Mexico’s beautiful Tosepankali Hostel is a peaceful haven for travelers that pays homage to the local indigenous culture. The eco hostel was designed by Puebla-based firm Proyecto Cafeína, and it’s actually part of a Nahuatl indigenous cooperative. The hostel was carefully built into the rugged landscape using locally-sourced materials like bamboo, stone, brick, and Bahareque – a traditional building material made of sticks and mud.
The hostel is a recent addition to an eco-complex called Tosepankali, which means “Our House” in the Nahuatl language. The complex provides a variety of lodging options that are designed to “transport travelers into a new dimension”. The hostel is an incredibly peaceful off-grid retreat for anyone looking to get away from the hustle and bustle of urban life.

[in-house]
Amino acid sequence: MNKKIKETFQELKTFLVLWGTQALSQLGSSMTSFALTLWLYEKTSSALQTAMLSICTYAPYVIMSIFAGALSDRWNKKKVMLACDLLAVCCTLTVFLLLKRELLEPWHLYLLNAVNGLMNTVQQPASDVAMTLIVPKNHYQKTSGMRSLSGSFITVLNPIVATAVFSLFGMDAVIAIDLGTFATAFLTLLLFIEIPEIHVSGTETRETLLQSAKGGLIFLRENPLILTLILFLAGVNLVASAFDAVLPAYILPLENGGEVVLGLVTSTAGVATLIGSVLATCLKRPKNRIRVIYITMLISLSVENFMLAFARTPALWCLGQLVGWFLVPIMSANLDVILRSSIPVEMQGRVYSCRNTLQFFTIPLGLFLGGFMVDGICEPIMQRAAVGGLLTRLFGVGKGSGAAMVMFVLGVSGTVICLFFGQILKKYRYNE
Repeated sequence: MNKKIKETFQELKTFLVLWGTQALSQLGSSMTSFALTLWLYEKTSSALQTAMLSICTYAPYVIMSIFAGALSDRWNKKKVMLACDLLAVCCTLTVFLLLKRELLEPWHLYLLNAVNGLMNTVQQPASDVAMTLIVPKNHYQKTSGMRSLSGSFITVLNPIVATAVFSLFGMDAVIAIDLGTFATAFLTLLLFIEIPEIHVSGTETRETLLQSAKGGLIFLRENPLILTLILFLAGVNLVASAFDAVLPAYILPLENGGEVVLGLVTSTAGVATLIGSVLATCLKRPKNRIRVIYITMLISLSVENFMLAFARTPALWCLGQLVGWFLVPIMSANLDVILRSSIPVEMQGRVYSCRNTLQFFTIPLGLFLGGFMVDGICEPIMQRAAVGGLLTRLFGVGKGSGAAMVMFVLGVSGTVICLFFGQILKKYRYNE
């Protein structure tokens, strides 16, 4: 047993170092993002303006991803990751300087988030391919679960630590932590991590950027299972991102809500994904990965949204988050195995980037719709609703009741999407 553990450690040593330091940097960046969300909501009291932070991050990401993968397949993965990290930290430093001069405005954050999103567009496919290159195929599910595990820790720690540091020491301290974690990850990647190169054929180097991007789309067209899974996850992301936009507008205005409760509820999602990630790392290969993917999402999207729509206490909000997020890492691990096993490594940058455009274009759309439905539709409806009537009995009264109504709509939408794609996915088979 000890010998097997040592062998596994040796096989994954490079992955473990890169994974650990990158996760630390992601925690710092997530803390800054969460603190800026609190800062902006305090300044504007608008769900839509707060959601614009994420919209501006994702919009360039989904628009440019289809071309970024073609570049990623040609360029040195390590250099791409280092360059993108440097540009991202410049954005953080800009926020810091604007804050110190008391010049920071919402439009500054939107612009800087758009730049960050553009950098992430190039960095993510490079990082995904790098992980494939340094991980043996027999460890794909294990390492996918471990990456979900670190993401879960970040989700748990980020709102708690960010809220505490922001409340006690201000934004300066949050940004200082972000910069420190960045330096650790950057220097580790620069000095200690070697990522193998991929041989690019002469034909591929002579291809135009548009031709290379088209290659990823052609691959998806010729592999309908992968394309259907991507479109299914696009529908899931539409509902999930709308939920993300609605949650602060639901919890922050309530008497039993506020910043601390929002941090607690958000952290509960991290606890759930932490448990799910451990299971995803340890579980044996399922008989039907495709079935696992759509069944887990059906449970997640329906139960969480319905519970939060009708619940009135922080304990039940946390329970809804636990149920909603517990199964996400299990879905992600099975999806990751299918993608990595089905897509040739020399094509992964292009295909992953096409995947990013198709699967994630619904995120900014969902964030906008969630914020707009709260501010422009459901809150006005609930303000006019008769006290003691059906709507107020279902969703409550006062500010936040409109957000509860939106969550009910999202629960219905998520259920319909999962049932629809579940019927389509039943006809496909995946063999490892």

The hostel was built completely out of local, natural materials such as bamboo, stone and brick. A large elongated roof extend over the building – and it’s the only part of the structure that is visible from a distance. The building is carefully embedded into the uneven topography, and it’s surrounded by natural vegetation that further fuses the hostel with its surroundings.
The guest rooms and common areas feature an abundance of windows that provide stellar views and natural light. A large atrium at the center is completely clad with glazed walls built into the beautiful bamboo framework.
Photography by Patrick Lopez